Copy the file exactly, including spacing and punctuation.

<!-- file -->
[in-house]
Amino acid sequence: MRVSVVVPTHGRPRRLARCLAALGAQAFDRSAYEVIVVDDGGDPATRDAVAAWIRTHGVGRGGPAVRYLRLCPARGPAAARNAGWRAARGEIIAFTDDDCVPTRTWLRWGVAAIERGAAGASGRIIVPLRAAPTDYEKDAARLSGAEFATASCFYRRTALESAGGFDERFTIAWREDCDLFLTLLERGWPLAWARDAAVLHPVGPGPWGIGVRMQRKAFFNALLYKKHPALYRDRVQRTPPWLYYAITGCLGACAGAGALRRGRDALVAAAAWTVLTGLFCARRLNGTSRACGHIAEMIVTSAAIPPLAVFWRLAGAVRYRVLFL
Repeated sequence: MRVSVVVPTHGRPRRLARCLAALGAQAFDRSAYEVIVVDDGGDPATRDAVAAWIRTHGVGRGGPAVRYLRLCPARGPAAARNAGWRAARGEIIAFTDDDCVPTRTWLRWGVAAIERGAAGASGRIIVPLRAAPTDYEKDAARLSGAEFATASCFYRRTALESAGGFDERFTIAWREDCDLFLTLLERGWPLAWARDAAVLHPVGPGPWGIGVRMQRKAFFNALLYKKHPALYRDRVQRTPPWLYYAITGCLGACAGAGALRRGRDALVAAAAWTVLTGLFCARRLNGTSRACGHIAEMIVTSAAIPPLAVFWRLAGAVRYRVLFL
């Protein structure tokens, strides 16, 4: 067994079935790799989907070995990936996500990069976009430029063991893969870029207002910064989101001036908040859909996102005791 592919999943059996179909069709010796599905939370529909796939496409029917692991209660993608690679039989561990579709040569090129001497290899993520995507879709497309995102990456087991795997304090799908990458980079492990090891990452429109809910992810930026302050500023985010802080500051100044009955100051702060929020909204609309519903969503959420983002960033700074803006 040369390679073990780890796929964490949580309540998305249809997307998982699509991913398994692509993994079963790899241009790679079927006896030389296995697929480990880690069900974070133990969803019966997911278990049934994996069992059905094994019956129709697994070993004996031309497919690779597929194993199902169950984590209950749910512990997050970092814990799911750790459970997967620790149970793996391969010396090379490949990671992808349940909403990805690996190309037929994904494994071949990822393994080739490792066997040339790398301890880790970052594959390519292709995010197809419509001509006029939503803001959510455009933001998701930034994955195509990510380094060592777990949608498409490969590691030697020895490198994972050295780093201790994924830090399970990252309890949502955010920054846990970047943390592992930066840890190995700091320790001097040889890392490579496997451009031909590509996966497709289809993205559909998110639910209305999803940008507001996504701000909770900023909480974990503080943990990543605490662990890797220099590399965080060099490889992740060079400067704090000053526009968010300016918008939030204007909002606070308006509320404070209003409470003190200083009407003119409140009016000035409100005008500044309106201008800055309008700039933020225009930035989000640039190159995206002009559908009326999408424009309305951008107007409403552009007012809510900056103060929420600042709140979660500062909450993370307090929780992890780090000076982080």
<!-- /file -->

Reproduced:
[in-house]
Amino acid sequence: MRVSVVVPTHGRPRRLARCLAALGAQAFDRSAYEVIVVDDGGDPATRDAVAAWIRTHGVGRGGPAVRYLRLCPARGPAAARNAGWRAARGEIIAFTDDDCVPTRTWLRWGVAAIERGAAGASGRIIVPLRAAPTDYEKDAARLSGAEFATASCFYRRTALESAGGFDERFTIAWREDCDLFLTLLERGWPLAWARDAAVLHPVGPGPWGIGVRMQRKAFFNALLYKKHPALYRDRVQRTPPWLYYAITGCLGACAGAGALRRGRDALVAAAAWTVLTGLFCARRLNGTSRACGHIAEMIVTSAAIPPLAVFWRLAGAVRYRVLFL
Repeated sequence: MRVSVVVPTHGRPRRLARCLAALGAQAFDRSAYEVIVVDDGGDPATRDAVAAWIRTHGVGRGGPAVRYLRLCPARGPAAARNAGWRAARGEIIAFTDDDCVPTRTWLRWGVAAIERGAAGASGRIIVPLRAAPTDYEKDAARLSGAEFATASCFYRRTALESAGGFDERFTIAWREDCDLFLTLLERGWPLAWARDAAVLHPVGPGPWGIGVRMQRKAFFNALLYKKHPALYRDRVQRTPPWLYYAITGCLGACAGAGALRRGRDALVAAAAWTVLTGLFCARRLNGTSRACGHIAEMIVTSAAIPPLAVFWRLAGAVRYRVLFL
């Protein structure tokens, strides 16, 4: 067994079935790799989907070995990936996500990069976009430029063991893969870029207002910064989101001036908040859909996102005791 592919999943059996179909069709010796599905939370529909796939496409029917692991209660993608690679039989561990579709040569090129001497290899993520995507879709497309995102990456087991795997304090799908990458980079492990090891990452429109809910992810930026302050500023985010802080500051100044009955100051702060929020909204609309519903969503959420983002960033700074803006 040369390679073990780890796929964490949580309540998305249809997307998982699509991913398994692509993994079963790899241009790679079927006896030389296995697929480990880690069900974070133990969803019966997911278990049934994996069992059905094994019956129709697994070993004996031309497919690779597929194993199902169950984590209950749910512990997050970092814990799911750790459970997967620790149970793996391969010396090379490949990671992808349940909403990805690996190309037929994904494994071949990822393994080739490792066997040339790398301890880790970052594959390519292709995010197809419509001509006029939503803001959510455009933001998701930034994955195509990510380094060592777990949608498409490969590691030697020895490198994972050295780093201790994924830090399970990252309890949502955010920054846990970047943390592992930066840890190995700091320790001097040889890392490579496997451009031909590509996966497709289809993205559909998110639910209305999803940008507001996504701000909770900023909480974990503080943990990543605490662990890797220099590399965080060099490889992740060079400067704090000053526009968010300016918008939030204007909002606070308006509320404070209003409470003190200083009407003119409140009016000035409100005008500044309106201008800055309008700039933020225009930035989000640039190159995206002009559908009326999408424009309305951008107007409403552009007012809510900056103060929420600042709140979660500062909450993370307090929780992890780090000076982080």